As few months ago I decided that I wanna learn 6502 Assembly. Prior to that, I had only studied some non-standard version of Assembly on a virtual assembler, which our teacher told us is close to old ARM assembly, and even then, I hadn’t learned much as I dropped out that same semester. I knew that 6502 doesn’t have that many instructions in its set. The assembly we learned had C-like functions. 6502 was much simpler than that. I started learning using a few old and new sources and a JavaScript emulator. I found it fascinating that a machine-adjascent language which, 40 years ago, required a microprocessor to run, is now interpreted by a browser language. Amazing stuff. Moore’s law predicted hardware progress, but its byproduct, software progress, is advancing even at a faster pace.


After I graduated from “abstract emulator” college, I decided to tinker with emulated interfaces which were once connected to 6502 bus. Atari 2600’s TIA and PIA, Nintendo’s PPU, and Commodore 64’s SID chip come to mind. Back then, each console and personal computer had different interfaces connected to the CPU’s bus. And 6502 is still the king of variety in interfaces. A lot of small devices used, and still use, 6502. Did you know that Tamagotchi had a 6502? Also Bender from Futurama had a 6502.


He was 40 lead, and 100% awesome.

Now, I didn’t have time to produce actual games or music for these machines. All I could do was to tinker with them. And throughout the process of tinkering with them, I understood a lot of things.

First thing I did was trying to abuse the stack. The 6502’s stack is 256 bytes. So I set the stack pointer at some address, and sta’d the number 16 at it until it overflew. Mission accomplished! I did it on C64 only. I saw a post online where someone did it with BASIC and BASIC actually checked for overflow, but I’m close to hardware baby, I’m randy and I wanna screw with stack. Can’t stop me.

I then tried to make a “sprite” with Atari 2600. You see, Atari 2600 doesn’t work like modern consoles. It has an “engine”. It has two players, a field, a ball, and a bunch of missiles. This is because when Atari VCS came out, vidya like Pacman and Space Invaders weren’t relased back then. The frame of mind for Atari was arcades like Tank and Pong. You can find the code for Atari 2600 “sprites” here. It is achieved by stacking up player character pixels.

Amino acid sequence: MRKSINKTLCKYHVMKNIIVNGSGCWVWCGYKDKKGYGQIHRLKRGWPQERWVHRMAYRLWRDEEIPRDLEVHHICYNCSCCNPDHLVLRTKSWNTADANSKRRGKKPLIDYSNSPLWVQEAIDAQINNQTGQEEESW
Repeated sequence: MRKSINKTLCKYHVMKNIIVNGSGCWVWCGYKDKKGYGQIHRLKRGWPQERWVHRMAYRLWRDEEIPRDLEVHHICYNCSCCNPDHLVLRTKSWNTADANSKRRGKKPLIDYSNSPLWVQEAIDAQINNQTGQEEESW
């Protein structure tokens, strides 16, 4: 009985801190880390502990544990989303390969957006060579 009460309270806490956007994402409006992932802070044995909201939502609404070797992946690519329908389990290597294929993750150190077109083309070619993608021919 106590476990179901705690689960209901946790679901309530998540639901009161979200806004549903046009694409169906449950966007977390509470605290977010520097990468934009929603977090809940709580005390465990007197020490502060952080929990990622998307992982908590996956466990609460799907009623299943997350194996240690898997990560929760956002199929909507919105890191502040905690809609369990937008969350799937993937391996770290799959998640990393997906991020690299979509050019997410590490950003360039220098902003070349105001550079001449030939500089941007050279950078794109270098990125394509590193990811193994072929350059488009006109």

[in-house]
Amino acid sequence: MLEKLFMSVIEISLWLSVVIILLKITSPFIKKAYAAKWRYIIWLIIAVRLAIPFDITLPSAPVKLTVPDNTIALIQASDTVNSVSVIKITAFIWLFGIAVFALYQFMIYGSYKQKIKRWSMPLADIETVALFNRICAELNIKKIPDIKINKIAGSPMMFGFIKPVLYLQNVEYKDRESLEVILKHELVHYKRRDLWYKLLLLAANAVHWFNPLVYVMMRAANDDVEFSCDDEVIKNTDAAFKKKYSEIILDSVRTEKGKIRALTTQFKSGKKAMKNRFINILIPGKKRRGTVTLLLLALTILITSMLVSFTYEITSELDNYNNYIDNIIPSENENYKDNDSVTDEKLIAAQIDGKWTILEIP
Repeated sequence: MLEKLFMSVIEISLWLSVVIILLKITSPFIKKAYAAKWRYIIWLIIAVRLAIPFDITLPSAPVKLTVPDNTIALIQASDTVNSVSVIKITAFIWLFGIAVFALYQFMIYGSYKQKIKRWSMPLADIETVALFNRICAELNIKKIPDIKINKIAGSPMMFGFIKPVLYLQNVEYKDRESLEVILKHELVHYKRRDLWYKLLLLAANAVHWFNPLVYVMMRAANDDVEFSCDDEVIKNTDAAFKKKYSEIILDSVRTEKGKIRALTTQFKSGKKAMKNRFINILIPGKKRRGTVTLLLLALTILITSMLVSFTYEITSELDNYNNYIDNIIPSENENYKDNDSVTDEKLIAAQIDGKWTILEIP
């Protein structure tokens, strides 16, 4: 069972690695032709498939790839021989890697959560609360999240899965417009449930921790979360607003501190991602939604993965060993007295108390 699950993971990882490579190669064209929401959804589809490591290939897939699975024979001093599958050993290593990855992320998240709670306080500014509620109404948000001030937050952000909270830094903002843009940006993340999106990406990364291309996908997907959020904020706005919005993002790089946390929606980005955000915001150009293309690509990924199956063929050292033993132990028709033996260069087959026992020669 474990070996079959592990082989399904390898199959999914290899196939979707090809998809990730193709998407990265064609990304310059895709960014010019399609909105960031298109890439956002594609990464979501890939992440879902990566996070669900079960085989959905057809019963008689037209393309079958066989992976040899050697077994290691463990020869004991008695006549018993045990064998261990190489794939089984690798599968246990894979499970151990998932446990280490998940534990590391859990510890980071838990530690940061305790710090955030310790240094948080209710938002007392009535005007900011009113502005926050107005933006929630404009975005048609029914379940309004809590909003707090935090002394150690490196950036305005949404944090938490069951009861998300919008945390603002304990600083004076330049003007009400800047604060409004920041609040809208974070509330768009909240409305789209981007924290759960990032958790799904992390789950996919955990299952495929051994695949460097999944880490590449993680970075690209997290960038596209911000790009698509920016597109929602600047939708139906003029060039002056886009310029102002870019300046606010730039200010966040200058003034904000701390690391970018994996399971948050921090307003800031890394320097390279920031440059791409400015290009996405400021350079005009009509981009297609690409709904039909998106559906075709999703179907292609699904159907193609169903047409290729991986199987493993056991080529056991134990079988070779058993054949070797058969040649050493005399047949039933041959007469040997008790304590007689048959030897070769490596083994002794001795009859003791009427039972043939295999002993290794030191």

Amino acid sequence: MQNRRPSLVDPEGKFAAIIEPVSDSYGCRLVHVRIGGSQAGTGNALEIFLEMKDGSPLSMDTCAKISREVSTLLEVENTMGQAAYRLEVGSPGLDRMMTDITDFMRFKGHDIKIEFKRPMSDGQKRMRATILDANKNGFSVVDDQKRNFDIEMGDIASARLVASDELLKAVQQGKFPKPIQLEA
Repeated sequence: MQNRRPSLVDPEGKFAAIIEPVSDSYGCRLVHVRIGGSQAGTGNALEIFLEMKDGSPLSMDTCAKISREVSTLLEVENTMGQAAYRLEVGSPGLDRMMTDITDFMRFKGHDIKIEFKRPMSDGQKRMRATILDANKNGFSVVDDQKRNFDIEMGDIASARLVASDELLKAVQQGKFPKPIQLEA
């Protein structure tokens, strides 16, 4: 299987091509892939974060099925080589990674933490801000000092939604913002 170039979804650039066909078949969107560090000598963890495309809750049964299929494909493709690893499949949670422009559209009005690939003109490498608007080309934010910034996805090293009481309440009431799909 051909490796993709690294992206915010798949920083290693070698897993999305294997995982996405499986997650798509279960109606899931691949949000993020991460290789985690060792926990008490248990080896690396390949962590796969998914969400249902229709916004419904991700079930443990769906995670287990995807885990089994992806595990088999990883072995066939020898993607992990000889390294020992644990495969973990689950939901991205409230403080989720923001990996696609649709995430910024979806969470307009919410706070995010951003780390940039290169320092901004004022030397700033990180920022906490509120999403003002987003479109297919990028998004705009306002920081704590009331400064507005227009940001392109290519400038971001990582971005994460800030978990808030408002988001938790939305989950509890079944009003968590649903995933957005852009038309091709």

Speaking fo 8-bit workshop, their books are an awesome source for learning 6502. They also have this IDE which is slick and useful.

One source for 6502 which is often overlooked is this book. It’s so old, so archaic, that seems like it’s translated from Cuneiform. It has two sections, 6502 game dev with personal microcomputers, and with devices called “6502 game boards”. It’s a small 6502-based PCB with switches and LEDs connected to the bus. The amount of memory is very small, but it’s not like you’re gonna load memory address after memory address with color values.

I could not find an emulator for these PCBs. I know that Mame emulates PCBs but I’m just an idiot with a computer who knows how to program, I ain’t know how to do them cool stuff. If anyone has one of these Game Boards, and is not me, please make an emulator kthanx xoxo.

But what I can do is just use NES or C64 to write the smae code and use pixels or ASCII chars instead of LEDs and APU or SID for the sound interface, and well, toggling keys instead of switches. Toggling keys is difficult, and what I’m currently working on. These PCBs have a memory address for toggling the switch, but I have to toggle, and untoggle. “untoggle” is a weird verb. Toggle means two states for one action. But “untoggling” maans two actions for two states. I’m screwing with your brain huh? Don’t worry, I can’t work it out either.